ATLANTA — Americans still have work to do to meet a Dietary Guidelines for Americans 2015-2020 goal of making at least half their total grain intake be from whole grains. Whole grain intake accounted for 15.8% of total grain intake among adults age 20 and over from 2013-16, according to a study from the National Center for Health Statistics, which is part of the Atlanta-based Centers for Disease Control and Prevention.
The study, which may be found here, reported whole grain intake has increased from 12.6% of total grain intake in 2005-06. Percentages in the study differed by sex, age groups, ethnicity and income.
The percentages from 2013-16 were 16.7% for women and 14.8% for men. Adults age 60 and over, at 19.7%, ate more whole grains than adults of the ages 20-39, at 12.9%. The percentage was lowest for Hispanic adults, at 11.1%, which compared to non-Hispanic whites, at 16.5%, non-Hispanic blacks, at 13.7%, and non-Hispanic Asians, at 18.3%.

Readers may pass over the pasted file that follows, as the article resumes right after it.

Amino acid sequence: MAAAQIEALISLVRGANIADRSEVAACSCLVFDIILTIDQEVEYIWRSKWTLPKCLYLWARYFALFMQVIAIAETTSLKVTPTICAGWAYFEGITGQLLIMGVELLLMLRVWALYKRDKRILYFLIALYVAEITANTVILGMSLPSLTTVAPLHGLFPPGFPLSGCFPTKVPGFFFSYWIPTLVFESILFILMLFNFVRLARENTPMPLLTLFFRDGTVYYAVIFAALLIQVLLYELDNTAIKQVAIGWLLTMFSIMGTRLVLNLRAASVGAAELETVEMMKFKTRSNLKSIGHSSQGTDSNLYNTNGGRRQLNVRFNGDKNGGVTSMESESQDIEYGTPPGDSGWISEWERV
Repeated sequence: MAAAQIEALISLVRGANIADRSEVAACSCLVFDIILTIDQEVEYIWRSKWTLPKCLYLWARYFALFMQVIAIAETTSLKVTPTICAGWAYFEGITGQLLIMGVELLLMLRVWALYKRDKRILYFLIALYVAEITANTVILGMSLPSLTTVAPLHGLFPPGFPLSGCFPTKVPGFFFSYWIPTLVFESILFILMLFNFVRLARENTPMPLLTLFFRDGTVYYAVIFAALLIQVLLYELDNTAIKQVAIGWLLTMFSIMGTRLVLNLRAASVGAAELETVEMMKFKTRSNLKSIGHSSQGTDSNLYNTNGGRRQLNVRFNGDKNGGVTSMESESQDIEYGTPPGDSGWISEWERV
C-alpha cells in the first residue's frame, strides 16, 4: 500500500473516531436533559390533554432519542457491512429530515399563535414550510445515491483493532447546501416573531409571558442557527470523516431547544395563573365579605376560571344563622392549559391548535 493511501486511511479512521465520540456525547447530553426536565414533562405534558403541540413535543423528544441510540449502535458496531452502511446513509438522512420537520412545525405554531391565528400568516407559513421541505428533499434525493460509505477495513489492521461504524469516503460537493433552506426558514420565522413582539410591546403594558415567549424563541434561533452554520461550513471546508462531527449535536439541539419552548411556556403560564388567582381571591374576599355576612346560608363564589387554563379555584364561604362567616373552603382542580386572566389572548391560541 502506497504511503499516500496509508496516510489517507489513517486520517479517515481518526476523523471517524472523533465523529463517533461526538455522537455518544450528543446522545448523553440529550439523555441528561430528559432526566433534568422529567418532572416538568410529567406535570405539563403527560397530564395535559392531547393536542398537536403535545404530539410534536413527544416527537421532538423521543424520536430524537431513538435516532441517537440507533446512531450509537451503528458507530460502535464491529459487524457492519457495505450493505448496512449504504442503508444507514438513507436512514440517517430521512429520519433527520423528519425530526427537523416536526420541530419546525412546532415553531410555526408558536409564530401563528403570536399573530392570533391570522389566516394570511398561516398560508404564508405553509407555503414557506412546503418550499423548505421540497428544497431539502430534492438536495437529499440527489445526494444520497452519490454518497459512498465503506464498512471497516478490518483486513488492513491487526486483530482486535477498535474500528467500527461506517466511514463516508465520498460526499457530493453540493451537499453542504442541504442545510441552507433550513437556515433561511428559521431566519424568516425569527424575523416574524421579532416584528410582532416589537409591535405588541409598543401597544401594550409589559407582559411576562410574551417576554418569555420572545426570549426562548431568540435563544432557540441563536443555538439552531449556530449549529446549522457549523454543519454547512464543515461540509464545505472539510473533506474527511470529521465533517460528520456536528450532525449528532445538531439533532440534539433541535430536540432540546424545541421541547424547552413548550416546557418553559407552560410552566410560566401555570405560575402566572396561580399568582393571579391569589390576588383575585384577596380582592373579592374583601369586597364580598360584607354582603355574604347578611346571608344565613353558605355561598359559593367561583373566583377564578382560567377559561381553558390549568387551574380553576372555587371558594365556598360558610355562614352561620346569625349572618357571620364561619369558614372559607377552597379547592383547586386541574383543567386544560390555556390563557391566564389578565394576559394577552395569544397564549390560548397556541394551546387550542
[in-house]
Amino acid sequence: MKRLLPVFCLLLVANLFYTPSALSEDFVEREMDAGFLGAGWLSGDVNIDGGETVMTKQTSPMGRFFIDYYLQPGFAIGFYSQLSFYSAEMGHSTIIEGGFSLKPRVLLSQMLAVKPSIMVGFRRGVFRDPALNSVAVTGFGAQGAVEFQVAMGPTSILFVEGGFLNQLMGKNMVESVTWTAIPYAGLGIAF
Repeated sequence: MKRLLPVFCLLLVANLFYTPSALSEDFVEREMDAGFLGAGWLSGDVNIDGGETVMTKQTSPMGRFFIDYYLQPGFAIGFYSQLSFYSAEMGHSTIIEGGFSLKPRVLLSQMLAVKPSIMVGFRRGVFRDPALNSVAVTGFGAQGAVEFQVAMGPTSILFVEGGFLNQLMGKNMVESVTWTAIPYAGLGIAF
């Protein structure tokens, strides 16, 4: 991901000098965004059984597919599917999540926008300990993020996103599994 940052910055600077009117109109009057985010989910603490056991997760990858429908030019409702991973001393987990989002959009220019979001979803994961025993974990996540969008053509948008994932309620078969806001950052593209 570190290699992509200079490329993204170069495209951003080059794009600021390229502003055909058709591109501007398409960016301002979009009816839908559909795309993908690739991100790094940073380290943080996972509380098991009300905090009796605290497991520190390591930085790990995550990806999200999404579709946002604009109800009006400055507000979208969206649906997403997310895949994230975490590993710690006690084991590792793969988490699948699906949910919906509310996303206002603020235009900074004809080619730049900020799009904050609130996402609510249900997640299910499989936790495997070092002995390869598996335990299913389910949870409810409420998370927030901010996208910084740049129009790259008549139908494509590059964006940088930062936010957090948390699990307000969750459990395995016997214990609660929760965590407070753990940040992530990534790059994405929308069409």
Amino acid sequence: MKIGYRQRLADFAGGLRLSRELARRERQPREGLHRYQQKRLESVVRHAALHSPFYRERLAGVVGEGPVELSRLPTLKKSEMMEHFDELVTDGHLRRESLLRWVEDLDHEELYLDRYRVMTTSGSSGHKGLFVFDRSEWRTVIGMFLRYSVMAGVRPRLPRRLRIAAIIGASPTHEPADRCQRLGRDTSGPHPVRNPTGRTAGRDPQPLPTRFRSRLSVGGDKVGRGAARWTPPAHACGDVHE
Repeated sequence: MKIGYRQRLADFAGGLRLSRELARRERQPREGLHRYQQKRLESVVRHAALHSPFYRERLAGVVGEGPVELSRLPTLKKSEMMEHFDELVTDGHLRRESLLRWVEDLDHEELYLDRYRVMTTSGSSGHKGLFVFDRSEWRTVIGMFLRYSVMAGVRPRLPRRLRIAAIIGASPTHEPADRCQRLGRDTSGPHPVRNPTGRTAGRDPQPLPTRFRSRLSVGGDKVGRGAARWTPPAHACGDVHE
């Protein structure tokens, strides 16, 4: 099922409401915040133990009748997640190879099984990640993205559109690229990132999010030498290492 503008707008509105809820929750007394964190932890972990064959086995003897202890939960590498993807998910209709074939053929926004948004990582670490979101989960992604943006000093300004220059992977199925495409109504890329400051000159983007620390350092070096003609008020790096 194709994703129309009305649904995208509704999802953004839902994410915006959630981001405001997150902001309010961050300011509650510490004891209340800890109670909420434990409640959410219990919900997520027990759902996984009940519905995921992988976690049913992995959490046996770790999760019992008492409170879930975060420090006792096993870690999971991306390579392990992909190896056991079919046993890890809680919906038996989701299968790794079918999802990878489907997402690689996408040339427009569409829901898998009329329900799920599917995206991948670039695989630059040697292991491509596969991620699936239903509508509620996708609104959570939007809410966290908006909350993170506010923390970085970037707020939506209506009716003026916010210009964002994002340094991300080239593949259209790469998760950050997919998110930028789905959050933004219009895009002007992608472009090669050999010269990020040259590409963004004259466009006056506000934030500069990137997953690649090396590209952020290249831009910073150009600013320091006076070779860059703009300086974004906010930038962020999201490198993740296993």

Families with incomes greater than 350% of the federal property level on average made 17.8% of their total grain intake be from whole grains, which compared to 14.8% for families with incomes greater than 130% to less than or equal to 350% of the federal poverty level and 12% for families with incomes less than or equal to 130% of the federal poverty level.
The National Center for Health Statistics used data from the National Health and Nutrition Examination Survey (NHANES). The U.S. Department of Health and Human Services and the U.S. Department of Agriculture combine to update the Dietary Guidelines for Americans every five years. Whole grains contain the entire grain kernel (bran, germ and endosperm).